Most of the time we don't think about emergencies. What do you do in case of fire, flood, and plague of locusts? Most of the time we are concerned about the babysitter showing up or whether there's enough in the bank to cover all the bills we have looming this month. The prospect of dealing with disaster is usually not a part of our everyday concerns.
As a result, American homeowners agree that preparedness is important but most have not created a family plan to deal with many of the hazards that are part and parcel of living on this planet. As a result of Hurricane Katrina, it's obvious that waiting passively for help to arrive could put you or your family's health and well being at risk. The following suggestions may help you establish a working plan for those events that "might" happen.
Depending on the event, you may hunker down at home or be asked by authorities to evacuate. Some disasters may be known in advance; Katrina was tracked for days before evacuation orders were given. Other disasters, like earthquakes, occur without warning. If you haven't given it more than a passing thought, now is the time to ponder your plan.
Regardless of whether you are rendezvousing with family at home or 500 miles away, you need a plan. Start by collecting information:
Once you have answers to these questions, conduct a serious family discussion about "what if" scenarios, alternatives, plans, and agreed meeting places and responsibilities. The plan needs to be revisited once a year as circumstances change. "Every man for himself" is a perfectly acceptable plan if everyone in your family is aware of it, otherwise it's essential to set expectations and propose what should occur under various circumstances. Keep it simple so everyone understands what to do. Even young children are capable of understanding that when bad things happen, you're there to impose what order you can on the chaos. The American Red Cross is an excellent source of information and provides a variety of different checklists to help get organized.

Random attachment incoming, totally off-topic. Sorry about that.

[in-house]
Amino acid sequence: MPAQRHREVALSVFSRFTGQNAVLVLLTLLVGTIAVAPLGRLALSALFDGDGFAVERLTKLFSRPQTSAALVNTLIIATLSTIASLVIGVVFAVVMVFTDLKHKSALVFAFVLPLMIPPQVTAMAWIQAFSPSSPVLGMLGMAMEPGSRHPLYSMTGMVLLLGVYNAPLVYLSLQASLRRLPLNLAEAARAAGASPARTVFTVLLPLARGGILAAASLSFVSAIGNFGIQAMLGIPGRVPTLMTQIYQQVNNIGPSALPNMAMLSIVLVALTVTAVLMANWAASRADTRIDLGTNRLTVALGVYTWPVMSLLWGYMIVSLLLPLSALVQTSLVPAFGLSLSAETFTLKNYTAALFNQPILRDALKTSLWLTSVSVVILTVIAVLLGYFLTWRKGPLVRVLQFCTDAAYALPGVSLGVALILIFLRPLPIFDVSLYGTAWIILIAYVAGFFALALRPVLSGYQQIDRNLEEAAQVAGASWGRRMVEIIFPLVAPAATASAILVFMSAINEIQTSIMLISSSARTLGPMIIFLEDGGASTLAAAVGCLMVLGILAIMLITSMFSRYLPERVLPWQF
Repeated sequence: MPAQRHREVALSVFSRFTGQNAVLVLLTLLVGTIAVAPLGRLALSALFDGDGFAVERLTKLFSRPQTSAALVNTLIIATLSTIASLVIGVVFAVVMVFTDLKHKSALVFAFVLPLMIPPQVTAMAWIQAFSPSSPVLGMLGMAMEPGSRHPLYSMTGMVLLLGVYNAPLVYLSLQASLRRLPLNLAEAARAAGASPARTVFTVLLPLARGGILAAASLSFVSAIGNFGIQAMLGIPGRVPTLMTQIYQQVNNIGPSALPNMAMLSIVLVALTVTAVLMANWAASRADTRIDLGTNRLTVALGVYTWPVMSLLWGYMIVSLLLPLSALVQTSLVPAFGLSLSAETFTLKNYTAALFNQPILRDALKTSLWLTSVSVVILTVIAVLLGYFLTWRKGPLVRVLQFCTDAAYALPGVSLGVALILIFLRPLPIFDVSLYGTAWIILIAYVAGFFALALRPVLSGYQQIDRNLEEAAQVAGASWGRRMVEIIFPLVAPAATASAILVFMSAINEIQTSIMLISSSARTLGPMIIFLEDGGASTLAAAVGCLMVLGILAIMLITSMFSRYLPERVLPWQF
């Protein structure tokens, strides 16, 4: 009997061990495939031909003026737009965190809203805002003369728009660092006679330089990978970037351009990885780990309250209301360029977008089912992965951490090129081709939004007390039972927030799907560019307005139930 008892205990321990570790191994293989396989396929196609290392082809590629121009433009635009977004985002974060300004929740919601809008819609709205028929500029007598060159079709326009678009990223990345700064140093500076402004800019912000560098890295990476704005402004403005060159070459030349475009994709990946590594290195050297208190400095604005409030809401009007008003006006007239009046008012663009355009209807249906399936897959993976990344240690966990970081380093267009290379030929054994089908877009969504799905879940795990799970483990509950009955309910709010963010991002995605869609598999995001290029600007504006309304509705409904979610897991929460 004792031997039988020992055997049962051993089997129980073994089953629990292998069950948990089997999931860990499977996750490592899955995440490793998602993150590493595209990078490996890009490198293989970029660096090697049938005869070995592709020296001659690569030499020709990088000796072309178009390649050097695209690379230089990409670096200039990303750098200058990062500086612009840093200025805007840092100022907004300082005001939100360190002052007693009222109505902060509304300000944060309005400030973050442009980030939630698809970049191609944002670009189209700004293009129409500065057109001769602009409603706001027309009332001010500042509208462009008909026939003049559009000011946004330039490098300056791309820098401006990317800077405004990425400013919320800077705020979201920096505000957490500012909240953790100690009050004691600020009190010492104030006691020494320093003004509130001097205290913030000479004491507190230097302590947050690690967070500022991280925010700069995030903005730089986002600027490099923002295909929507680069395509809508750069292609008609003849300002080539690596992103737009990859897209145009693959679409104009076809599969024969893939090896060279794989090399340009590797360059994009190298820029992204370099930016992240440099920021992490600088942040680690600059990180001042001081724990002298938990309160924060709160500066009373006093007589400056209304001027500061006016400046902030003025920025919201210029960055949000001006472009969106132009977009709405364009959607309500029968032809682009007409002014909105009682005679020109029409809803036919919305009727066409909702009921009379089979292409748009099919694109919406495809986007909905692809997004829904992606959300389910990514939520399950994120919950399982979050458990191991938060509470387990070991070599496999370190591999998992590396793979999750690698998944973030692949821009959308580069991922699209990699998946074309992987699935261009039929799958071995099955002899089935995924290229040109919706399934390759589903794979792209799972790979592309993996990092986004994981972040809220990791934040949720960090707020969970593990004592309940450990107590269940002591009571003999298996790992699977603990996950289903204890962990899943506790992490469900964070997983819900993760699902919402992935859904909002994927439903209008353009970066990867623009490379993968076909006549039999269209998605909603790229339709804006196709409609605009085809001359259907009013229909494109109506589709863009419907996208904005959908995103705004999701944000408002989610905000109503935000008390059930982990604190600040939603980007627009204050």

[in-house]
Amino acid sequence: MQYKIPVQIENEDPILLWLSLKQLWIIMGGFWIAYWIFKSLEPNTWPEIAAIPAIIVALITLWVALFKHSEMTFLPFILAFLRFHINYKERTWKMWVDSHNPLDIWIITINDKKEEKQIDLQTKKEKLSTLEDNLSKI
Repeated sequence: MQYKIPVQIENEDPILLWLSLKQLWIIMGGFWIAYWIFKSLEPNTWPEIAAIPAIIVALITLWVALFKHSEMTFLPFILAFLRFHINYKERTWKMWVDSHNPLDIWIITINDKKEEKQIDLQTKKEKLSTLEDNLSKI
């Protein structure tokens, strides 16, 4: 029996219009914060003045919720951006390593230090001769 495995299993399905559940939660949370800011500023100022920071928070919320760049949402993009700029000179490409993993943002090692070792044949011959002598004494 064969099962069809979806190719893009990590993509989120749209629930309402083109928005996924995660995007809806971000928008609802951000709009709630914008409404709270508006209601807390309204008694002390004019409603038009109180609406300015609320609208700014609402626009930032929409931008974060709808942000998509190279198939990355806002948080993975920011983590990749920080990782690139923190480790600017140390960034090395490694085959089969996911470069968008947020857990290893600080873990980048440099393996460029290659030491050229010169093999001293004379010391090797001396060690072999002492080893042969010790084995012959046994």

Regardless of the additional needs your family may have, the bare essentials include:
Beyond these items, you can evaluate the following for inclusion:
Gather this collection together in a place known to everyone in the family. If you need to leave in a hurry, you should be able to pick up your "go" box and head out the door. Each family is going to have a slightly different list depending on their needs.
This page is intended only as the most basic level of preparation for an emergency. People who are prepared may be able to assist others in critical ways. It takes time for relief organizations to arrive on the scene, so it's up to each one of us to do what we can to take control of the situation. We know from watching the aftermath of Katrina that individuals were able to make a difference when time was of the essence in ways government and large organizations could not.
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